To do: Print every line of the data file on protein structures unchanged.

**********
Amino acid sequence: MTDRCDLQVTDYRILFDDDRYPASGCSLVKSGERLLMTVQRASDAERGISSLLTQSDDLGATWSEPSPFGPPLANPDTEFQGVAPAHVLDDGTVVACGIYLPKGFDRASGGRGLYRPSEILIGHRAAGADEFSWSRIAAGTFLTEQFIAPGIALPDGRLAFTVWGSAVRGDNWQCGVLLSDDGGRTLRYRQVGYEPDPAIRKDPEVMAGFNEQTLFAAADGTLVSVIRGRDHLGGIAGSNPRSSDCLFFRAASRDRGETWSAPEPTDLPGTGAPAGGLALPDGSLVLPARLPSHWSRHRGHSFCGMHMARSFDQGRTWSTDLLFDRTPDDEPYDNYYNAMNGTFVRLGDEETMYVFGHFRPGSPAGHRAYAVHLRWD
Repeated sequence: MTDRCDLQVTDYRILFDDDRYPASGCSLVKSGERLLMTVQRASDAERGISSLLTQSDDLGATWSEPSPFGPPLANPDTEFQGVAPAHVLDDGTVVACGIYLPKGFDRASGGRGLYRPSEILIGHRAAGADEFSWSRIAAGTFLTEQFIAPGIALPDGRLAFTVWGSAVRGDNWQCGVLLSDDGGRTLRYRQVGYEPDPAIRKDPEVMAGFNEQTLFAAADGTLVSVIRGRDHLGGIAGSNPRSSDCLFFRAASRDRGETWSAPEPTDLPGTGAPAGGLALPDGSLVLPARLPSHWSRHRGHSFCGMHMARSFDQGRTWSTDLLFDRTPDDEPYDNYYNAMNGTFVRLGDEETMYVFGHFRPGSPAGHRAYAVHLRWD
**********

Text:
Amino acid sequence: MTDRCDLQVTDYRILFDDDRYPASGCSLVKSGERLLMTVQRASDAERGISSLLTQSDDLGATWSEPSPFGPPLANPDTEFQGVAPAHVLDDGTVVACGIYLPKGFDRASGGRGLYRPSEILIGHRAAGADEFSWSRIAAGTFLTEQFIAPGIALPDGRLAFTVWGSAVRGDNWQCGVLLSDDGGRTLRYRQVGYEPDPAIRKDPEVMAGFNEQTLFAAADGTLVSVIRGRDHLGGIAGSNPRSSDCLFFRAASRDRGETWSAPEPTDLPGTGAPAGGLALPDGSLVLPARLPSHWSRHRGHSFCGMHMARSFDQGRTWSTDLLFDRTPDDEPYDNYYNAMNGTFVRLGDEETMYVFGHFRPGSPAGHRAYAVHLRWD
Repeated sequence: MTDRCDLQVTDYRILFDDDRYPASGCSLVKSGERLLMTVQRASDAERGISSLLTQSDDLGATWSEPSPFGPPLANPDTEFQGVAPAHVLDDGTVVACGIYLPKGFDRASGGRGLYRPSEILIGHRAAGADEFSWSRIAAGTFLTEQFIAPGIALPDGRLAFTVWGSAVRGDNWQCGVLLSDDGGRTLRYRQVGYEPDPAIRKDPEVMAGFNEQTLFAAADGTLVSVIRGRDHLGGIAGSNPRSSDCLFFRAASRDRGETWSAPEPTDLPGTGAPAGGLALPDGSLVLPARLPSHWSRHRGHSFCGMHMARSFDQGRTWSTDLLFDRTPDDEPYDNYYNAMNGTFVRLGDEETMYVFGHFRPGSPAGHRAYAVHLRWD